I think there are some aspects of my house that are informal, i,e, the front porch, the dormers, the color. So maybe it's not a lost cause, or maybe I'm being optimistic. I'd still love hearing more opinions.


    Bookmark   February 8, 2009 at 5:40PM
Thank you for reporting this comment. Undo
woodyoak zone 5 Canada(5b)

I agree with bboy that the spacing of the stones in that path would cause problems with people being able to walk comfortably along it.

The symmetry of the house is thrown off by the garage, which makes the right side look heavy and unbalances it all. I'm not sure where your property line is but it seems to me that you need something substantial on the left to balance things out. Other than that vague comment, I don't have anything specific to suggest. I do think, though, that people are unduly afraid of formal. I don't think it is incompatible at all with informal plantings and lifestyle. Formal aspects can keep the garden looking organized and under control while the informal plantings can project a lighthearted spirit of fun that says 'don't take this formal stuff too seriously' :-)

    Bookmark   February 8, 2009 at 7:49PM
Thank you for reporting this comment. Undo
karinl(BC Z8)

Well, as always you have to balance aesthetics with practicality. If, for example, the aesthetically "best" path layout for the house is a straight path to the road, that's pointless if the route mostly travelled is from the driveway.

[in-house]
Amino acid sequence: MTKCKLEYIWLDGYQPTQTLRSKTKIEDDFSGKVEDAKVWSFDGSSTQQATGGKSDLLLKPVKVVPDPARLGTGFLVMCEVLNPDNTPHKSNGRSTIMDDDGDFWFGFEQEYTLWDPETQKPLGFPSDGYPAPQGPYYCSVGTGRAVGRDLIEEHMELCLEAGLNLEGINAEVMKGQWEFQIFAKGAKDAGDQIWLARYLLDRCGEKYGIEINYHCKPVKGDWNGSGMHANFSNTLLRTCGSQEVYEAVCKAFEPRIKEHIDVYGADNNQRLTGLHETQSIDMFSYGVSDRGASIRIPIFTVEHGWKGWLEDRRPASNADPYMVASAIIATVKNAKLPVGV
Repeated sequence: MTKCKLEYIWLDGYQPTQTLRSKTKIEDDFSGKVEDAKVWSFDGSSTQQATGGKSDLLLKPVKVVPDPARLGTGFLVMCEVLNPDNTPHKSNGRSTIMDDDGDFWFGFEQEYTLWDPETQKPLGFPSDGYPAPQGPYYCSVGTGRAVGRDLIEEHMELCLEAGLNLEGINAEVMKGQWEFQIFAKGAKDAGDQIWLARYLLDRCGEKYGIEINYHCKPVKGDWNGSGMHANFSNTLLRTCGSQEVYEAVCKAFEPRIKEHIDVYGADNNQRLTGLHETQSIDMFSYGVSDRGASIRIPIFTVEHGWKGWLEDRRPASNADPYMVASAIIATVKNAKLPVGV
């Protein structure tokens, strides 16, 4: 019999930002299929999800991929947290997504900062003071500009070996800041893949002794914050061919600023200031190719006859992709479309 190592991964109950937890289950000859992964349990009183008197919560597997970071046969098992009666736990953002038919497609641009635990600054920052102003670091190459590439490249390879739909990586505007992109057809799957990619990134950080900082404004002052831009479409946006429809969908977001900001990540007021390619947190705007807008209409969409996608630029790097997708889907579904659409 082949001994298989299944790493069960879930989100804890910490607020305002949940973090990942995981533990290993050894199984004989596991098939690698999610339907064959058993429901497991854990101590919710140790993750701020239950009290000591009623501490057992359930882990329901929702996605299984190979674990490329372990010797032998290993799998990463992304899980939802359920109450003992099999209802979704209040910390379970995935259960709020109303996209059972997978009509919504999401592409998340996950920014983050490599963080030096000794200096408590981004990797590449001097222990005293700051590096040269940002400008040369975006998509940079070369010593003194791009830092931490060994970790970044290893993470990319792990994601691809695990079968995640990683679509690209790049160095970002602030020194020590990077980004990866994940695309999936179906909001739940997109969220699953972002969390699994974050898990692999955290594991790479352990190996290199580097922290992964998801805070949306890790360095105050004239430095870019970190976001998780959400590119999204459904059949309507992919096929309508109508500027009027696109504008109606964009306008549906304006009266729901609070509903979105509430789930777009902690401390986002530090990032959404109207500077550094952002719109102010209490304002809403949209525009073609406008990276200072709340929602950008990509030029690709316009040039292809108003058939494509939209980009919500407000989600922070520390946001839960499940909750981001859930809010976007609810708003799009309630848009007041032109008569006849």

I think you're right that the design of the house is not stuffily formal; it is simply symmetrical. But there are enough things that offset that to give you full flexibility in terms of how you arrange your gardens. In fact your gardens can mitigate some of that LACK of symmetry; you need some substantial greenery on the right to balance that grove of trees on the left, and maybe some openness on the left to balance the driveway. I actually suspect the picture would look a lot more balanced (and yet less symmetrical) if you gave us a full-width photograph showing both sides of your driveway.

The imbalance that strikes me the most is the front-to-back, or top-to-bottom, one; of the substantial house with the almost non-existent path. It looks like it's not wearing shoes or something :-), and the impression is aggravated by the fact that you don't have much that's evergreen and what you have isn't very big yet.

What I would do first is imagine away everything you now have and draft out your ideal sidewalk; its route, width, landing pad, and starting point. Obviously think out your beds before you actually break ground, but they are a secondary decision. I'm not sure I would curve the path; somehow straight lines and rectangles suit this house even if your plantings aren't formal (and they don't have to be).